2024 Ford Mustang GT First Drive Review: The V8 Muscle Car Survives and Thrives

Long live the thunderous Coyote V8.

byPeter Nelson|
The 2024 Ford Mustang GT
Peter Nelson

It's finally here. The eight-year-old S550 Mustang has bowed out and made way for the new S650. You've presumably already read my thoughts on the four-cylinder EcoBoost, but now it's time for the main event: the GT. It still gets a big, naturally aspirated, 5.0-liter V8 engine affectionately known as the Coyote that's been tuned to be better than ever. With updated styling, new tech, performance tweaks over the legendary S550—and the ability to still, thankfully, shift gears yourself—the 2024 Ford Mustang GT is among the best V8 Mustangs, ever.

Here's why the GT is still an all-around solid enthusiast vehicle, and possibly the best car to cruise in with the stereo on mute.

Peter Nelson

2024 Ford Mustang GT Specs

  • Base Price (as tested): $44,090 ($50,310)
  • Powertrain: 5.0-liter V8 | 6-speed manual or 10-speed automatic | rear-wheel drive
  • Horsepower: 486 @ 7,250 rpm
  • Torque: 418 @ 4,900 rpm
  • Curb weight: 3,827 pounds
  • Seating capacity: 4
  • Cargo capacity: 13.3 cubic feet
  • EPA fuel economy: 14 mpg city | 23 highway | 17 combined
  • Quick take: A comfortable and confident next step forward.
  • Score: 9/10

The Basics

Naturally, the Mustang GT sports more overall aggression over its EcoBoost sibling, and Ford made sure it wears this on its sleeve. Most prominent is the GT's more motorsports-looking front bumper and grille combo, which is one of the best-looking sports car front-ends available today. It also gets a small hood vent, 18-inch wheels as standard, and a sharp rear spoiler to help balance out its stretched-out proportions.

Otherwise, it's the same overall athletic pony car body shared with the EcoBoost, including its handsome three-bar head and tail lights. Overall, certain angles are a little awkward and it looks a bit flattened out compared to its predecessor, but it's a good design overall. In my view, though, it doesn't steal the title of Best-Looking Mustang Ever from the S550—especially the Mach 1 that I drove earlier this year—but it might be the best-looking convertible Mustang since the original. Somehow, the shape just works without the roof; it's drop-dead (er, drop-top) gorgeous.

Peter Nelson

Also new are two big screens: The instrument cluster measures out to 12.4 inches, whereas the center infotainment screen is 13.2 inches and tilted 10 degrees toward the driver. Ford's latest Sync 4 infotainment software was easy to use and quite intuitive. Some prospective buyers will no doubt bemoan the 'Stang no longer having analog gauges, yours truly included, but at least the dash design is very customizable with different gauge styles—the late '80s/early '90s Fox-body readings are by far my favorite.

Keen-eyed Mustang fans will notice the same cupholders, armrest, and center tunnel as the S550, but that's about it in terms of carryover equipment.

The new interior is a spacious and more airy environment than the old one, and it's still quite accommodating for tall people. My six-foot-three self fit perfectly, and I could even move the steering wheel to within a good, performance-optimizing distance to my chest. You sit higher than you do in the old model, which improves overall visibility, though not so much that it messes with Mustang's classic sports car driving experience.

Driving Experience

Beneath the 2024 Mustang GT's hood lives a new fourth-generation 5.0-liter Coyote V8 that now puts out 480 horsepower and 415 lb-ft of torque (the old car made 450 hp and 410 lb-ft), though these bump up to 486 and 418, respectively, if you opt for the active valve exhaust. The biggest difference between this and last year's iteration is the introduction of one throttle body per cylinder bank, which helps account for better throttle response and the increase in power. It also has a revised passenger-side exhaust manifold, as well as a new steel oil pan to cut down on windage—or, in other words, oil splashing around on components when it's not used for lubrication.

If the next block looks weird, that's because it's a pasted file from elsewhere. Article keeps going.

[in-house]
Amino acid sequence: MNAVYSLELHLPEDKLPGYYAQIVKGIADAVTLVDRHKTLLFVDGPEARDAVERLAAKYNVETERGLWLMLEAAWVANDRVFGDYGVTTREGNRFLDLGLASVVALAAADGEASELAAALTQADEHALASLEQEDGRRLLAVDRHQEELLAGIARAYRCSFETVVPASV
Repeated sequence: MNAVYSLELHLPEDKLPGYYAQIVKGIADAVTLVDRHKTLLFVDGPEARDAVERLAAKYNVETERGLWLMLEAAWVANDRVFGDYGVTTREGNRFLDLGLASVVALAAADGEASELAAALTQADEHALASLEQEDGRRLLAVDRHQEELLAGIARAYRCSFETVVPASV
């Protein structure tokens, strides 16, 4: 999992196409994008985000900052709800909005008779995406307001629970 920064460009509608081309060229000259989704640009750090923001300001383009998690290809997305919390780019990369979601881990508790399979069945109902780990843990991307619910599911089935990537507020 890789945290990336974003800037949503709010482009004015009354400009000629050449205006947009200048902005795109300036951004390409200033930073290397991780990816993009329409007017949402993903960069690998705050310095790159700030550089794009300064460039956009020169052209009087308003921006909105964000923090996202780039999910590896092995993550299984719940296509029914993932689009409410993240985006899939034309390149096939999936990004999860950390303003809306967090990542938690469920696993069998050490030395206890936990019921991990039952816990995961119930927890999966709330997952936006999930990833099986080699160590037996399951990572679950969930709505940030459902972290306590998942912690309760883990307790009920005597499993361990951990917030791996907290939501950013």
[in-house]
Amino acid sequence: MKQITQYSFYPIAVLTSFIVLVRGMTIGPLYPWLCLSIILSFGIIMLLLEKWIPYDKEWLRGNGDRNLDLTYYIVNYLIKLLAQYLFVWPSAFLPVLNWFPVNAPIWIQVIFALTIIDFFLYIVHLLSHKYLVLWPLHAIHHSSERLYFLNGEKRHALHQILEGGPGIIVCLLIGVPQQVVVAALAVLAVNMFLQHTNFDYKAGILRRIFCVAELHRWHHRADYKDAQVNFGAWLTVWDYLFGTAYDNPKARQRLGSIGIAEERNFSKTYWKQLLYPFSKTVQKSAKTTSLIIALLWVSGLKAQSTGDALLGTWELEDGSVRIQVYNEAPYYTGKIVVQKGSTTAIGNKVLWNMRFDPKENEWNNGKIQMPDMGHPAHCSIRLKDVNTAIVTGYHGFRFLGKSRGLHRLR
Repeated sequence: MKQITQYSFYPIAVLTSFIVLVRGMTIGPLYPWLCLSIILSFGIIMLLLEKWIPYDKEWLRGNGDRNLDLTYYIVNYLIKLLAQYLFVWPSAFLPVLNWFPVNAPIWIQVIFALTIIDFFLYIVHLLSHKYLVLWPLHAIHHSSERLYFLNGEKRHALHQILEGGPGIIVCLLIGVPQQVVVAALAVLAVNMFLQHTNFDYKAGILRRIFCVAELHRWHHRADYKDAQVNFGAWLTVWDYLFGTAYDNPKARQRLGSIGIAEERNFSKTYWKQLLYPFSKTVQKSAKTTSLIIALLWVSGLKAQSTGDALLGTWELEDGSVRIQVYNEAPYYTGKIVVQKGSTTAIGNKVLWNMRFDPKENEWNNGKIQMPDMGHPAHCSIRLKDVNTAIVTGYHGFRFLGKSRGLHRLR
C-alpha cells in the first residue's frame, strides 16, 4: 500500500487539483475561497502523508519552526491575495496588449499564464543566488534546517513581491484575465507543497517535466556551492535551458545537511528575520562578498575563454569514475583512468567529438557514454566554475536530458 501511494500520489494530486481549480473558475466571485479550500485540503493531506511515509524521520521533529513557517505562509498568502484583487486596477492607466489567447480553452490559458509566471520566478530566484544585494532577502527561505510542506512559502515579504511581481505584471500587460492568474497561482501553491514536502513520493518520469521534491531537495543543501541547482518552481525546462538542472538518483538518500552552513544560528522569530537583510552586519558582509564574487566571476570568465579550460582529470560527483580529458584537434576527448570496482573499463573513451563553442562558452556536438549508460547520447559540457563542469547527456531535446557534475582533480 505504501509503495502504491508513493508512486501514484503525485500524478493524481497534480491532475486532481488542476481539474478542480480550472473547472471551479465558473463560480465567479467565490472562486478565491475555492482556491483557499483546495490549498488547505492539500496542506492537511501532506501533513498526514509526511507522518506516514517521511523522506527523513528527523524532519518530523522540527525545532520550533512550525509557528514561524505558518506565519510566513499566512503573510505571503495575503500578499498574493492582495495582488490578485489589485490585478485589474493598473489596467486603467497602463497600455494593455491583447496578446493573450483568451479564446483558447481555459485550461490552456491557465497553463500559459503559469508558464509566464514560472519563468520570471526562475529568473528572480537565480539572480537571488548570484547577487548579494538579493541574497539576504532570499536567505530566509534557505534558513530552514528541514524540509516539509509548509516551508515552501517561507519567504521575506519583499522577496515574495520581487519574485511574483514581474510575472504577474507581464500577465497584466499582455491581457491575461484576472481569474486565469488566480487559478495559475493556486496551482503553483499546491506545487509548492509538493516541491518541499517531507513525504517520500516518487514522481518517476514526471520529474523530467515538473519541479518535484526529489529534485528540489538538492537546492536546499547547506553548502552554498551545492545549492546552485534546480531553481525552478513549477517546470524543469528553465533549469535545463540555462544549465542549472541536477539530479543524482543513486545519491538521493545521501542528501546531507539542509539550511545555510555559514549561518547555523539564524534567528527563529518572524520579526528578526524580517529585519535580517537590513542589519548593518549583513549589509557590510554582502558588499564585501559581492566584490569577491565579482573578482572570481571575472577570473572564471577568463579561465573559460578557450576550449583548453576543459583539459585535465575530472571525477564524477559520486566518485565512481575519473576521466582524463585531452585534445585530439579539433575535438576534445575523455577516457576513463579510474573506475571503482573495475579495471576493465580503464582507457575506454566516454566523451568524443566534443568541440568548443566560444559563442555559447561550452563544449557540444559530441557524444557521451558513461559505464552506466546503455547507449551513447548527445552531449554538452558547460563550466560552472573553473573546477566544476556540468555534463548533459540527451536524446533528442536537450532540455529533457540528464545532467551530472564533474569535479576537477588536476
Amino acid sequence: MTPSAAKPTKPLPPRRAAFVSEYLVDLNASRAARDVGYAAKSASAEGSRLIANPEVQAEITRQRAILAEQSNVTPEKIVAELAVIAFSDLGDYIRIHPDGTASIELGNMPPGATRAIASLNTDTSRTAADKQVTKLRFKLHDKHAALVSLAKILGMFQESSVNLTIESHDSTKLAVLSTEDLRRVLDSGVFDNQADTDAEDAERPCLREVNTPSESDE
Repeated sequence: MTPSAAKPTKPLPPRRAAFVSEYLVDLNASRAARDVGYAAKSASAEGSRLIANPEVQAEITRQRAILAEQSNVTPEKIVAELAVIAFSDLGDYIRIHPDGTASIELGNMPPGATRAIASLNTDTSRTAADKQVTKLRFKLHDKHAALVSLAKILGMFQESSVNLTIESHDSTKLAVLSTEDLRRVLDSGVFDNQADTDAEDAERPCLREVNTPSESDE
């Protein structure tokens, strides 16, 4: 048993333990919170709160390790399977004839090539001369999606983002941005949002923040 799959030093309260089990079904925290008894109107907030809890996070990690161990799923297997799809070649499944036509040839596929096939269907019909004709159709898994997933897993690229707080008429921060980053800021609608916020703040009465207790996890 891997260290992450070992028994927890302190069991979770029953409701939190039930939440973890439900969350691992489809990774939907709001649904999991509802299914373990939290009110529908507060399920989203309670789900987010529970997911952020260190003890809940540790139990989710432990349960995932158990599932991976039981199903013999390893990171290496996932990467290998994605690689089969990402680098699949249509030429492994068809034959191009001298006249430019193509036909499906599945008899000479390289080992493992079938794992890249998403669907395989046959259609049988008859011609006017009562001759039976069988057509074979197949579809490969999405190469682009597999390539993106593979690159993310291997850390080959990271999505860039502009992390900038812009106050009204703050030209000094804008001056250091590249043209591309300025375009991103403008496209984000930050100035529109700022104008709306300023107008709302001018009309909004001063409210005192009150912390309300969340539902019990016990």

Peter Nelson
Just beautiful. Peter Nelson

While Ford didn't offer any official acceleration figures, zero to 60 mph in the low fours seems quite doable. Keeping up with tradition, all Mustangs are rear-wheel-propelled, with the standard manual GT getting a 3.55:1 final drive (the auto gets 3:15.1), and the Performance Pack GT sporting a more aggressive 3.73:1 (3.55:1 for the auto).

For better or worse, I didn't get to spend any time in the automatic GT as I was too busy being pleasantly surprised by the manual's shift action. Its Getrag MT-82 six-speed manual absolutely did not shift like the MT-82 that I became quite familiar with in the previous-gen Bullitt and EcoBoost but instead felt very tight and refined. It's as if there were subtle revisions made to avoid grinding gears, shorten throws, and smooth out vibrations. Ford didn't have an explanation for why the MT-82 shifted noticeably closer to the Tremec found in the S550 Mach 1 and Shelby; so, for all we know, it could've just been down to rowing through a very fresh H-pattern that hadn't yet been massacred by fellow journalists. Regardless, it felt very good.

Radio? Who Needs a Radio?

I didn't have any qualms with how last year's Coyote V8 sounded, revved up, or shoved me along, but Ford made the new one better anyway. This beast roars even harder than before, and I just couldn't help but spend as much time as possible between 4,000 rpm and its 7,250 rpm redline. Woe betides anyone with hopes of beating its EPA-rated fuel economy figures. I was perfectly content keeping the stereo on mute, and instead reveling in the active valve exhaust-enhanced internal combustion soundtrack at all rpm, which was even more present in the soft top.